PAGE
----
Riviera di Salò Administration

Much of medieval history is occupied by the presence of two great institutions, the Papacy and the Empire, engaged in the affirmation of those who considered themselves to be their rights; between these two realities the Municipality makes its way, which from time to time must confront the dominant authority, but which constantly aims to conquer its autonomy; … .. all this can be said of the Community of the Riviera di Salò. His story is full of facts that, all together, were nothing more than the expression of the desire of the Riparians to establish themselves in a real state … (A. Faedele).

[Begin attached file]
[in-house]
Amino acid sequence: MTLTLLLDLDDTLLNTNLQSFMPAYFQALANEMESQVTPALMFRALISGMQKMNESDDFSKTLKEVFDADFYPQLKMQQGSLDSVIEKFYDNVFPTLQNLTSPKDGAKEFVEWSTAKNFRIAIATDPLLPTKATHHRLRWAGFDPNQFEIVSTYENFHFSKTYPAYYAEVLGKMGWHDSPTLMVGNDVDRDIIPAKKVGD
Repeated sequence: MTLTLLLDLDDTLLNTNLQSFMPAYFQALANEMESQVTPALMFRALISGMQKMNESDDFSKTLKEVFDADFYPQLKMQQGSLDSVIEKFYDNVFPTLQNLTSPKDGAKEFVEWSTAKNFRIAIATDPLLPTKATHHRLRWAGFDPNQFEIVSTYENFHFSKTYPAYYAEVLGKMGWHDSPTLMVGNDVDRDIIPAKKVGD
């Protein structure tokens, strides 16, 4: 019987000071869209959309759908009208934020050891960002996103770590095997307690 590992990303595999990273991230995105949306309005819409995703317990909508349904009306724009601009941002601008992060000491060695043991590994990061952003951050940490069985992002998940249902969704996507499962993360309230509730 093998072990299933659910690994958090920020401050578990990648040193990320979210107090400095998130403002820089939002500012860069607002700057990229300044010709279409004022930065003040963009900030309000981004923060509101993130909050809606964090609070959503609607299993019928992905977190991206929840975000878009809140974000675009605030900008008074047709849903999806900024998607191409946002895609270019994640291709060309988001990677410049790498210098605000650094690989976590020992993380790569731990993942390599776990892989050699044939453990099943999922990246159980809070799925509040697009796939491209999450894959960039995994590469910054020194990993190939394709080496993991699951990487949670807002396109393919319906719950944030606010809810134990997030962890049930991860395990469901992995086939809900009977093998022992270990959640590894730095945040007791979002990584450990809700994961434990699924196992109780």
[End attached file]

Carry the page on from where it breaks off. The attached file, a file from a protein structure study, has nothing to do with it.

The Riviera di Salò

Riviera di Salò Ruota Quadre

Historical sources:
Marco Gerosa – Il Benaco nei ricordi e nelle sovrane bellezze
Bongianni Grattarolo – Historia della Riviera di Salò
Antonio fedele – Gli statuti Criminali della Comunità della Riviera del lago di Garda